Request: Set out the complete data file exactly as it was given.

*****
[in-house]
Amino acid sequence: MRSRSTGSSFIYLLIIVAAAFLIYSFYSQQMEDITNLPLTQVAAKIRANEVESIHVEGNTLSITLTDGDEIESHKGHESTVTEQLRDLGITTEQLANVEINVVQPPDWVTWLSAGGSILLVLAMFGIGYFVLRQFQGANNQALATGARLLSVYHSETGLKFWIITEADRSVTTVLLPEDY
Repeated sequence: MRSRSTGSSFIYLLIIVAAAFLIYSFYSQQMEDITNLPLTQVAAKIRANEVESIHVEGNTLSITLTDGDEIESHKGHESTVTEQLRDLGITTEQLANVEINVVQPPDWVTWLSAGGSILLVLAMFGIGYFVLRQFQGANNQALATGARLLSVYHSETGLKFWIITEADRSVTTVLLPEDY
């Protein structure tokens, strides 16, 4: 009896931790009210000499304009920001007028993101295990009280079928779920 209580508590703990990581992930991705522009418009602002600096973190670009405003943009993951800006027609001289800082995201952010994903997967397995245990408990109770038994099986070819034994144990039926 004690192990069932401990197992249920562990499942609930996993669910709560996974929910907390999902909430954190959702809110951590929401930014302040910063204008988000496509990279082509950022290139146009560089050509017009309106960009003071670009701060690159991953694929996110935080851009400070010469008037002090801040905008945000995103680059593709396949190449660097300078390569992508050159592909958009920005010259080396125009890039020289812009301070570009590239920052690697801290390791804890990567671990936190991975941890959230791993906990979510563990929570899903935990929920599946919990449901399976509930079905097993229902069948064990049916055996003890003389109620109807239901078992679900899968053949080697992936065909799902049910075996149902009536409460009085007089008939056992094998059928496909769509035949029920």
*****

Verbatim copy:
[in-house]
Amino acid sequence: MRSRSTGSSFIYLLIIVAAAFLIYSFYSQQMEDITNLPLTQVAAKIRANEVESIHVEGNTLSITLTDGDEIESHKGHESTVTEQLRDLGITTEQLANVEINVVQPPDWVTWLSAGGSILLVLAMFGIGYFVLRQFQGANNQALATGARLLSVYHSETGLKFWIITEADRSVTTVLLPEDY
Repeated sequence: MRSRSTGSSFIYLLIIVAAAFLIYSFYSQQMEDITNLPLTQVAAKIRANEVESIHVEGNTLSITLTDGDEIESHKGHESTVTEQLRDLGITTEQLANVEINVVQPPDWVTWLSAGGSILLVLAMFGIGYFVLRQFQGANNQALATGARLLSVYHSETGLKFWIITEADRSVTTVLLPEDY
């Protein structure tokens, strides 16, 4: 009896931790009210000499304009920001007028993101295990009280079928779920 209580508590703990990581992930991705522009418009602002600096973190670009405003943009993951800006027609001289800082995201952010994903997967397995245990408990109770038994099986070819034994144990039926 004690192990069932401990197992249920562990499942609930996993669910709560996974929910907390999902909430954190959702809110951590929401930014302040910063204008988000496509990279082509950022290139146009560089050509017009309106960009003071670009701060690159991953694929996110935080851009400070010469008037002090801040905008945000995103680059593709396949190449660097300078390569992508050159592909958009920005010259080396125009890039020289812009301070570009590239920052690697801290390791804890990567671990936190991975941890959230791993906990979510563990929570899903935990929920599946919990449901399976509930079905097993229902069948064990049916055996003890003389109620109807239901078992679900899968053949080697992936065909799902049910075996149902009536409460009085007089008939056992094998059928496909769509035949029920």